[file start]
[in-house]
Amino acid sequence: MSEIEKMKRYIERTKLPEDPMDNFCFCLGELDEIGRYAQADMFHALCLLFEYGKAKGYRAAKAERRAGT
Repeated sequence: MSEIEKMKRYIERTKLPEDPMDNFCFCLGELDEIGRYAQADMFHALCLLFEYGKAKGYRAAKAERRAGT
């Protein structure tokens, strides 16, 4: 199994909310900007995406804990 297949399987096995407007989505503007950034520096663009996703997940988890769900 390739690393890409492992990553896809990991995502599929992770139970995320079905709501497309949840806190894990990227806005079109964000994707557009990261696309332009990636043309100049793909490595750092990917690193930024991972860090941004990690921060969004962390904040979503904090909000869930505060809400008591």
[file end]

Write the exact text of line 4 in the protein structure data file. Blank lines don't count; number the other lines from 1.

């Protein structure tokens, strides 16, 4: 199994909310900007995406804990 297949399987096995407007989505503007950034520096663009996703997940988890769900 390739690393890409492992990553896809990991995502599929992770139970995320079905709501497309949840806190894990990227806005079109964000994707557009990261696309332009990636043309100049793909490595750092990917690193930024991972860090941004990690921060969004962390904040979503904090909000869930505060809400008591």